After this opening free-for-all, the program segues into more typical daytime talk fare, focusing on such staples as cooking, fashion, entertaining, antiques, celebrity interviews, and whatnot. Unfortunately, guests who appear on the show (be they Martha Stewart, an actress, or author), always seem not only outnumbered (and they are, five to one), but also overwhelmed by the five strong personalities all throwing questions and comments at them at once. Sometimes the guests are lucky to just get a word in among the constant crosstalk. Similarly, during info-tainment segments, the guests have little speaking time, and hence, they dispense little information, insight, or advice. Also unfortunate are the topics addressed in these segments—they’re throwbacks to old-fashioned “women’s issues,” like, the dos and don’ts of laundry (don’t forget to separate your colors, ladies!) and pumpkin-carving ideas. Why aren’t these smart, accomplished women discussing things that are a little more global and political in nature?


Perhaps these segments are just a means for the hosts to quip and be clever, not designed to disseminate important info; perhaps, after “Hot Topics,” the rest of the program is meant to be filler. Certainly the remainder of the program pales after its high-energy, entertaining start. I wouldn’t be at all surprised to learn that the majority of The View viewers tune in only for “Hot Topics” and then switch over to Judge Judy or something else for the remainder of the hour. And that’s because “Topics” is the best, more freewheeling discussion on TV since the glory days of The McLaughlin Group. The opinions fly. The personal revelations fly. The one-liners fly. Even more remarkably, each of the hosts shines in her own way.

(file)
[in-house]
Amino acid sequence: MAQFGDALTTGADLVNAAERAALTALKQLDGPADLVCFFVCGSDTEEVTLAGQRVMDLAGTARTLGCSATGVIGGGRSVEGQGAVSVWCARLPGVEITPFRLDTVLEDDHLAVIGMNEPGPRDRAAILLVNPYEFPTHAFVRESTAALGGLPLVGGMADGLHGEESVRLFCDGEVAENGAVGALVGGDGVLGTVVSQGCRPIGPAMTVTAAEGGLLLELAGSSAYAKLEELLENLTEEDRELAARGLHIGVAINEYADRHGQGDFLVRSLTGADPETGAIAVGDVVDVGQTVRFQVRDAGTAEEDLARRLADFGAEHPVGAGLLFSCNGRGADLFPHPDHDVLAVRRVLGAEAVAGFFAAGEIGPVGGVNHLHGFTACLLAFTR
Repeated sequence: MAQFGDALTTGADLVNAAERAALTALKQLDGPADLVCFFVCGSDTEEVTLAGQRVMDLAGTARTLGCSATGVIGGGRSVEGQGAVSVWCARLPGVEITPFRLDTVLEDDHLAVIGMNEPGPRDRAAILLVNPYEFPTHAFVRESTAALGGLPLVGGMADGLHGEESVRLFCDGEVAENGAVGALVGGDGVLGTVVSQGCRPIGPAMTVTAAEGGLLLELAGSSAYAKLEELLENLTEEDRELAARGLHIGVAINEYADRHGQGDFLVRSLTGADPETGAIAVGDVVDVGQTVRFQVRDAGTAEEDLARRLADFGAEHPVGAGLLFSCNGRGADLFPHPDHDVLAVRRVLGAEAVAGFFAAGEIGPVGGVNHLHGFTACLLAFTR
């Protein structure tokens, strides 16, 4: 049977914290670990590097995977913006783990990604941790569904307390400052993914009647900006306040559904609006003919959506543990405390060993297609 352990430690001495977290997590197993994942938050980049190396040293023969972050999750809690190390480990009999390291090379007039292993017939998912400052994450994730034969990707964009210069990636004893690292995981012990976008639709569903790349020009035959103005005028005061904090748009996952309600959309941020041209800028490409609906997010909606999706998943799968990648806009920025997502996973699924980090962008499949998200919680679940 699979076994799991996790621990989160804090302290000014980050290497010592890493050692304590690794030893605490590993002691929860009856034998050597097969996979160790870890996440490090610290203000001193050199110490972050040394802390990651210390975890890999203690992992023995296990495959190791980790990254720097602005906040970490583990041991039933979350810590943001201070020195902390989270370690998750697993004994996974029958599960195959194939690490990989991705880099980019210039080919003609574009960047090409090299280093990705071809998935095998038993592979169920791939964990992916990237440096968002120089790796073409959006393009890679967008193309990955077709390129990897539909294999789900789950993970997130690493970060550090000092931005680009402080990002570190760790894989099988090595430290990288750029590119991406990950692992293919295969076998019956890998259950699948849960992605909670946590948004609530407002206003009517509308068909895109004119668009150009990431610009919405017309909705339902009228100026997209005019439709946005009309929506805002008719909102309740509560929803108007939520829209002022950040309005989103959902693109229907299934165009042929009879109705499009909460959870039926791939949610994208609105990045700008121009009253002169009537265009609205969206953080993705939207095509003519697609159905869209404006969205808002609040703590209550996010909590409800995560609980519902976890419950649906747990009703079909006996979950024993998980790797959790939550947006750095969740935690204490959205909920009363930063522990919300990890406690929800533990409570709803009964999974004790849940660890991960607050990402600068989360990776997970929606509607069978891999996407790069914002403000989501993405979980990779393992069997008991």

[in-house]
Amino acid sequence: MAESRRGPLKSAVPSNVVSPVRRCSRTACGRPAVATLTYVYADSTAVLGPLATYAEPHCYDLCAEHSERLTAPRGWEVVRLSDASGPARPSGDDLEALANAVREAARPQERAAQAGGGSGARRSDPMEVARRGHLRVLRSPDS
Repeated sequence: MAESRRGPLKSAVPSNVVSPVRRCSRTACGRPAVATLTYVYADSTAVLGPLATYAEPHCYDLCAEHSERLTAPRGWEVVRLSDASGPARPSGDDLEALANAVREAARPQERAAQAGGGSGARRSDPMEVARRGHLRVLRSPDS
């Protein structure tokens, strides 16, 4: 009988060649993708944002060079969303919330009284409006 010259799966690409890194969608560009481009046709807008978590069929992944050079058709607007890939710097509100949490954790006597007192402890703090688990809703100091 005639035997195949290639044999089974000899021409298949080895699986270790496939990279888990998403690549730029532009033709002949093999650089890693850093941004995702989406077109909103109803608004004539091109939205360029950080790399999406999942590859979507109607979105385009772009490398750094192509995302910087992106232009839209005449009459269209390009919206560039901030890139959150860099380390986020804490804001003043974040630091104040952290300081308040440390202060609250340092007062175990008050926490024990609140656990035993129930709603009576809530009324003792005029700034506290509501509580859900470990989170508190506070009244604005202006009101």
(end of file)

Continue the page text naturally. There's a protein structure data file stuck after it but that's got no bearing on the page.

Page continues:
Walters is, of course, the most famous and influential, but she doesn’t wear her Legend status on her sleeve. Vieira has the solid news background (which grants certain legitimacy to the program) and physical glamour, but, as a married working mother, she’s got enough stories about car-pooling and soccer games to be “real” to the rest of us. Stand-up comic Behar is a breakout talent—she’s extraordinarily witty and has just the right sense of what the viewers at home must be thinking. She always brings the group back to earth if they become too self-absorbed or too “New York” for Middle America. Jones, an attorney and frequent TV commentator, is the self-described “diva,” but her penchant for designer labels and high-priced shoes is successfully tempered by her “just the facts” legal mind. Ling is the designated “voice of Gen X,” and what she may lack in personal experience, she makes up for with an uncommonly evolved level of common sense.


Ultimately, The View offers us five funny, informed, and, yes, liberated women who get together everyday for a little coffee and a little talk. And, like that perfect cup of java, when the mix is just right, there isn’t anything better.